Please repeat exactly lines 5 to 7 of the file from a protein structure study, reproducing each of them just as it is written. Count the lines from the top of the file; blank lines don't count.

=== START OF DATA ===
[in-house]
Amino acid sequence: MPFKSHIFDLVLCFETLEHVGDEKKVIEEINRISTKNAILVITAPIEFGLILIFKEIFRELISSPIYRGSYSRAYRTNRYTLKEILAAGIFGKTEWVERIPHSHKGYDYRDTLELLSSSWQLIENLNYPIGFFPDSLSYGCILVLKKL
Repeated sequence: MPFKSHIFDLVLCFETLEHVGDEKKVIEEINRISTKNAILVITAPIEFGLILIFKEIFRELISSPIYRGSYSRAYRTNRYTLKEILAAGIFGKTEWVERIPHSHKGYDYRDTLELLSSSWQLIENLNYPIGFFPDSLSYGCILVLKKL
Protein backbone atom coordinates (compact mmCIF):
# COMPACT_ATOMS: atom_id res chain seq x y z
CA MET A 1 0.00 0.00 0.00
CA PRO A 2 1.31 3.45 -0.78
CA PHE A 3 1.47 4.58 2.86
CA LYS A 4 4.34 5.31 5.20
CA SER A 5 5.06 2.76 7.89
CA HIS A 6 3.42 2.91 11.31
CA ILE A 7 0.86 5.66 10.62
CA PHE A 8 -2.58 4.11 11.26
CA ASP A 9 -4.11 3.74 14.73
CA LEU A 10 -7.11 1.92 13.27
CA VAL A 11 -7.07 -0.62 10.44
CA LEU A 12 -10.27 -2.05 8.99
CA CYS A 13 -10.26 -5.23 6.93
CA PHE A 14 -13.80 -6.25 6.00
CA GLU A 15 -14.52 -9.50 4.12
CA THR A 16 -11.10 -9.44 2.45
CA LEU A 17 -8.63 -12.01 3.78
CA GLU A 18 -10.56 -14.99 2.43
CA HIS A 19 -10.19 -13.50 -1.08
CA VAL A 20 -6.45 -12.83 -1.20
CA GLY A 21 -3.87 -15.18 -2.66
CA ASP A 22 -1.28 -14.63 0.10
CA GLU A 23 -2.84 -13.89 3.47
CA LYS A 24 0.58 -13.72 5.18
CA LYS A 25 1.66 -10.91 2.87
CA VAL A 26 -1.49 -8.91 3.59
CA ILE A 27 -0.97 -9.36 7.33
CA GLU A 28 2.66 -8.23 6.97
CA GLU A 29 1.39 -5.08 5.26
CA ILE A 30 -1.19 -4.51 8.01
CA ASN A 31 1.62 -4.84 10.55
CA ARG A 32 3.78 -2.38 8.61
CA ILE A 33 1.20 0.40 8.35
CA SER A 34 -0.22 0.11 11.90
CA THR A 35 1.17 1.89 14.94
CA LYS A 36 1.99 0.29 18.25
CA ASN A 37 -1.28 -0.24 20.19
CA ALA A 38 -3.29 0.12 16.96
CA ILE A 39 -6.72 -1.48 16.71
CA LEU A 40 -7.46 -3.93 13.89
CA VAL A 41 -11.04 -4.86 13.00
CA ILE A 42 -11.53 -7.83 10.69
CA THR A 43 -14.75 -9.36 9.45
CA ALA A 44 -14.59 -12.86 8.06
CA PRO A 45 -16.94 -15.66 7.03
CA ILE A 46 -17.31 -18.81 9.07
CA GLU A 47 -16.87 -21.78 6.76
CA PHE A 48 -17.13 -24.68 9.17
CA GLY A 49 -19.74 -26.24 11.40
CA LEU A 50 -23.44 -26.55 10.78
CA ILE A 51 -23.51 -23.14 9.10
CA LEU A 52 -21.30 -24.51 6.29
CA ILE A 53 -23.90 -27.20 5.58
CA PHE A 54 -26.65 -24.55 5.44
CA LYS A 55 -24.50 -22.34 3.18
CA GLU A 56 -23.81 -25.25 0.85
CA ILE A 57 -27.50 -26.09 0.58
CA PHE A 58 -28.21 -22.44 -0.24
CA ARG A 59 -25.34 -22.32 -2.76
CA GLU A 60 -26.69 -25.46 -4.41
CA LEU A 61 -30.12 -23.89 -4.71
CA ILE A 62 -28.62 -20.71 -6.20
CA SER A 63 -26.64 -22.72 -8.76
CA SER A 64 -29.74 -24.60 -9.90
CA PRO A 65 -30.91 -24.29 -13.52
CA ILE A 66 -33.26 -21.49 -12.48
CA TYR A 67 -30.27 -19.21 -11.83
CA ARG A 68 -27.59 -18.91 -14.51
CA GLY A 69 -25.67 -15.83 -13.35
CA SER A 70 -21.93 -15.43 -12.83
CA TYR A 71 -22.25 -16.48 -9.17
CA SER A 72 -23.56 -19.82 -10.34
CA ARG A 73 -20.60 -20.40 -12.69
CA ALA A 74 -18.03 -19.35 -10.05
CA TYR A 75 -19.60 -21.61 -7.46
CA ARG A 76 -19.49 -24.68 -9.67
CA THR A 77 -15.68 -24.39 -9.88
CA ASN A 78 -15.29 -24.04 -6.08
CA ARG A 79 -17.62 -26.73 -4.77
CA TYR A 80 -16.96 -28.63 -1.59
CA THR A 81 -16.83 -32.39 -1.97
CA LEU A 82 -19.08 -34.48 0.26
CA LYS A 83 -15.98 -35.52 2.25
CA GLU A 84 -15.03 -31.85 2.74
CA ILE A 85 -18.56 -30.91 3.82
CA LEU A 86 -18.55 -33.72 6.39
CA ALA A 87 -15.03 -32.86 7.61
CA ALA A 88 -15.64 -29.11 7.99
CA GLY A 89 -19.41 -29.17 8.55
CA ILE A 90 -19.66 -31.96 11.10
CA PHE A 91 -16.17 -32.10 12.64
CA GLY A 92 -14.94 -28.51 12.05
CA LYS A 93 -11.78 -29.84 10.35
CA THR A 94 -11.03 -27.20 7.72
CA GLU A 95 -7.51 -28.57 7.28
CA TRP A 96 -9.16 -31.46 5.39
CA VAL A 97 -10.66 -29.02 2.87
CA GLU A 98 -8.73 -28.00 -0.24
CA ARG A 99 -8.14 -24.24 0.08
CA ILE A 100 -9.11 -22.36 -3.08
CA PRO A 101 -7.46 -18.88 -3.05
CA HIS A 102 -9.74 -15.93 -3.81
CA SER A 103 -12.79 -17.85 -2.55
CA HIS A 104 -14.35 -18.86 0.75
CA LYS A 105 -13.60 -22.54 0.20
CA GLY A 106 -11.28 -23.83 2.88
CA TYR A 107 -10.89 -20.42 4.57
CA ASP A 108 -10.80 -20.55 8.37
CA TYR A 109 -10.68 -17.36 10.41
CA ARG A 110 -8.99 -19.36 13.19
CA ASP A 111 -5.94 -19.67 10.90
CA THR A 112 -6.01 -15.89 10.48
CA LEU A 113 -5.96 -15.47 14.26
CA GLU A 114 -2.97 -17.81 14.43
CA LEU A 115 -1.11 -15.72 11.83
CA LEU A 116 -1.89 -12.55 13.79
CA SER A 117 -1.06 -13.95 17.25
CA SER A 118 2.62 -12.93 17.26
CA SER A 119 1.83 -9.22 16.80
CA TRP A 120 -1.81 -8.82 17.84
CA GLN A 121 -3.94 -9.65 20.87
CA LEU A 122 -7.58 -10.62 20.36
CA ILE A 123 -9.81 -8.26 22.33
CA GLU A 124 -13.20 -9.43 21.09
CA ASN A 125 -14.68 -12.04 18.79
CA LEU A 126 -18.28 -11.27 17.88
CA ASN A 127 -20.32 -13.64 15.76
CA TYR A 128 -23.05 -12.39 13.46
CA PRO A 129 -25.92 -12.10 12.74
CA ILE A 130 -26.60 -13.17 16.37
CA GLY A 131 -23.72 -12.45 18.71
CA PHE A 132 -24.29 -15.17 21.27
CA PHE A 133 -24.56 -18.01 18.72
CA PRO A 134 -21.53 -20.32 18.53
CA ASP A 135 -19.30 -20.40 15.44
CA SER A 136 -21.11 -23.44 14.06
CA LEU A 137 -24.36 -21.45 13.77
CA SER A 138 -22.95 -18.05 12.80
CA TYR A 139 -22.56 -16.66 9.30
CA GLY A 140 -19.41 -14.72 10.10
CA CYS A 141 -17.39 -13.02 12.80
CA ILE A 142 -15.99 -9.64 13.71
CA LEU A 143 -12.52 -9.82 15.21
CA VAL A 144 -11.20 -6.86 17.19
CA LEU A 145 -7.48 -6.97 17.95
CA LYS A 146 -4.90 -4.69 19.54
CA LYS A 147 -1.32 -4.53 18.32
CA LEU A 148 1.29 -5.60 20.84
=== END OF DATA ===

# COMPACT_ATOMS: atom_id res chain seq x y z
CA MET A 1 0.00 0.00 0.00
CA PRO A 2 1.31 3.45 -0.78